She didn’t care about politics for a long time, just like most of the computer science students around her. Then came 2019: „When I turned on the TV, I saw people demonstrating in Hong Kong,“ she says. Two million of Hong Kong’s 7.6 million residents took to the streets at the time. They were trying to resist Beijing’s taking away the democratic rights they had been promised when it took over Hong Kong in 1997. „One country, two systems“ was the formula according to which Hong Kong was to retain its liberal social order for another 50 years. Now, however, freedoms were being curtailed piece by piece: Beijing’s governor-government wanted to push through a law that would have allowed Hong Kong citizens to be extradited to China. „It was so bad,“ Bailey says. „How the police dispersed protesters with batons, pepper spray and plastic bullets, arrested people. How they surrounded a university and some of the students tried to escape through the sewers.“ All this could happen in Taiwan, too, she thought. „We Taiwanese, too, have been offered the ‚one country, two systems‘ formula by Beijing.“

Taiwan: Bailey Ye, 27, engagiert sich als Informatikerin und Hackerin für eine Organisation, die die Demokratie stärken will. Mit ihren Mitstreitern arbeitet sie an einer Informationsplattform zur Präsidentschafts- und Parlamentswahl im nächsten Jahr.

Bailey Ye  © Manbo Key

Bailey decided to do something. A college friend took her to a hackathon organized by g0v, a hacker collective. Using open-source software whose source code is freely available, the civic hackers want to contribute to democracy. For example, by making election donations to Taiwanese politicians public, organizing emergency workers in the event of a train accident, or combating disinformation in social media.

Today, four years later, Bailey is still at it as a hacker.

And so, an hour earlier on that Saturday morning, she sat in a lecture hall at the institute with about a hundred fellow participants, all with laptops on their laps and introducing themselves in turn: AI engineers and experts in machine learning and robotics, doctors, philosophers, data visualization specialists, lawyers, game designers, economists, financial experts. „Software engineer,“ Bailey says when it’s her turn. They’ve all come here to lend their time and expertise in service to the community and democracy. Most earn good money – like Bailey, who develops websites for an advertising firm. Every two months, g0v members meet. They combine technology, civic-mindedness and activism into an exciting melange – and because one of the hackers, Audrey Tang, has become digital minister, this thinking is also working its way into government. In more than a decade of existence, they’ve kicked off more than 900 projects on a wide range of topics.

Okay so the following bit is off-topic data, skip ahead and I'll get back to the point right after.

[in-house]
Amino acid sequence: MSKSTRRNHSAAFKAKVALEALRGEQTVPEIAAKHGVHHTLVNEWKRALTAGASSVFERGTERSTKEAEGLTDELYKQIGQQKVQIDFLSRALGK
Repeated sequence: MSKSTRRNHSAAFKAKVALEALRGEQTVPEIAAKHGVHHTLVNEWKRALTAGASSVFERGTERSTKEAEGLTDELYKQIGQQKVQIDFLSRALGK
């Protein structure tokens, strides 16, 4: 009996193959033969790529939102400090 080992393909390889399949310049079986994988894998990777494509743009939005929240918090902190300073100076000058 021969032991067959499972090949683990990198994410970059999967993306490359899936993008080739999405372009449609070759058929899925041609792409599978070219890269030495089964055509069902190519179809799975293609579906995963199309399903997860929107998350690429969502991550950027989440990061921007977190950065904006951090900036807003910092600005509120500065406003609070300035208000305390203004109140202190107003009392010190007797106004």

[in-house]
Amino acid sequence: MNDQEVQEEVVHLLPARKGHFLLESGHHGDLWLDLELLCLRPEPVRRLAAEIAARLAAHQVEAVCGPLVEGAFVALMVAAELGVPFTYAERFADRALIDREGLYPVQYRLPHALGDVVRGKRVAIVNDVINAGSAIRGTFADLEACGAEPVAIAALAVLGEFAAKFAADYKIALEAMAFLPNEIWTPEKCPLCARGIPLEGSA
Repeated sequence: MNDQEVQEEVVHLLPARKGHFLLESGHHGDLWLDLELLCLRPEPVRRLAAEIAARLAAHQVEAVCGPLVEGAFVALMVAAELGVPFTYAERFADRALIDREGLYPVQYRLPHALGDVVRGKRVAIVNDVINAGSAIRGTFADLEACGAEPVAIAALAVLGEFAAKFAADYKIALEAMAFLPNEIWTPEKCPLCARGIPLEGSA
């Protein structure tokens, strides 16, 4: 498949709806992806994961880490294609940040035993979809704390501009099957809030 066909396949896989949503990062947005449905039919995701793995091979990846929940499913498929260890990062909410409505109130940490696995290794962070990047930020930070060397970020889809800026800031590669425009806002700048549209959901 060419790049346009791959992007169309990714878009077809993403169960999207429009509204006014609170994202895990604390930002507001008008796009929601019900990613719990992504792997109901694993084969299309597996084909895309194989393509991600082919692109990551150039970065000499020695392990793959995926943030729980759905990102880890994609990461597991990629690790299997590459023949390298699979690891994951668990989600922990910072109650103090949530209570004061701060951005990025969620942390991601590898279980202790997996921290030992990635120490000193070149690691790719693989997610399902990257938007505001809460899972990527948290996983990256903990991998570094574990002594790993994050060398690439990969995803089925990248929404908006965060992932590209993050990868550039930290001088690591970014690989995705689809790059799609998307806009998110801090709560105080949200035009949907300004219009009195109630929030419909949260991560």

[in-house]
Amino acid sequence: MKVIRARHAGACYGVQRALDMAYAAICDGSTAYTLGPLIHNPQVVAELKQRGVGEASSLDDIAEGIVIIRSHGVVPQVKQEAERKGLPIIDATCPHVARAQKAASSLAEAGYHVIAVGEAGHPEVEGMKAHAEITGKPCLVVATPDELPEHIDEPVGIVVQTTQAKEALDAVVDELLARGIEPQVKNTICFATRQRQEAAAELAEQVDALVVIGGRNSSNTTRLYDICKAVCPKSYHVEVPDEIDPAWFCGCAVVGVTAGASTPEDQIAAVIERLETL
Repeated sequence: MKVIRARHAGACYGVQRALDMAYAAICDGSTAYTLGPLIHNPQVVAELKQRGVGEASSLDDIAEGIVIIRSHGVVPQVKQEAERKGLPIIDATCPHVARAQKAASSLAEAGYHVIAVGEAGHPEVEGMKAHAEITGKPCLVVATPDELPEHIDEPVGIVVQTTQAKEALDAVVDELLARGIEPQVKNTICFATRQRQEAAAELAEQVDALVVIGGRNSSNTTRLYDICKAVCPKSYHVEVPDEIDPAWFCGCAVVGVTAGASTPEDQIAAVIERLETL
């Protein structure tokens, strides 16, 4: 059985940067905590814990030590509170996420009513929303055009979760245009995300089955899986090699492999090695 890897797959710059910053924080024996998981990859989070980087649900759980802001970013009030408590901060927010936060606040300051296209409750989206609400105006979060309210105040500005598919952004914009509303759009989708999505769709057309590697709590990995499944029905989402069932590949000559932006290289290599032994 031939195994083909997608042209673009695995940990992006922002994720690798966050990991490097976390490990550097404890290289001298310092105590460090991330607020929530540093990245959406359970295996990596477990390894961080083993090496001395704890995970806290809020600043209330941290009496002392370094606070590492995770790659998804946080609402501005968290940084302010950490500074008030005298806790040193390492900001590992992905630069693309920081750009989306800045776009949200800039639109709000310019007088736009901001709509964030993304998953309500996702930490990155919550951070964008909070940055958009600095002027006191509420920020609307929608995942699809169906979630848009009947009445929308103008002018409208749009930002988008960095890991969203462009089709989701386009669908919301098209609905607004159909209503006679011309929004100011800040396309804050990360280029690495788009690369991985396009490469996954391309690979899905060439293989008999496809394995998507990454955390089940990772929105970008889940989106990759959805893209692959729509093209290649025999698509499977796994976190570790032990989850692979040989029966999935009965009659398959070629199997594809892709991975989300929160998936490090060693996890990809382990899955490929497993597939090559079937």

Two young women join Bailey Ye at the table. „We’re working on a digital election guide,“ she explains to them. „It will help voters make their decision when we elect the president and members of parliament next January.“ In Taiwan, Bailey says, election campaigns are always very confrontational and emotional: „There is very little objective information. We want to provide the guidance that we ourselves lack.“ The election guide aims to make as much information as possible about the candidates accessible. To do this, Bailey and her fellow campaigners are scouring websites, parliamentary and government databases, finding out how MPs have voted in the past. For all of this, Bailey explains to the two women, „we need volunteer researchers.“

The three women get chatting. They end up talking about the Sunflower Movement of 2014, which shaped their generation. Back then, students occupied parliament for 24 days because they felt betrayed by politics. At the time, President Ma Ying-jeou and his Kuomintang party were seeking a comprehensive free trade agreement with the Chinese Communist Party. The students feared that China would creep into taking over Taiwan. Hackers from g0v networked the students, and the protest was streamed live. In the end, they carried off a victory, the free trade agreement was overturned. „I would have loved to have gone then,“ Bailey tells the two women. „But I was only 18, and my parents wouldn’t let me go, they were afraid there would be clashes.“ – „We felt the same way,“ say the two women, who are both Bailey’s age.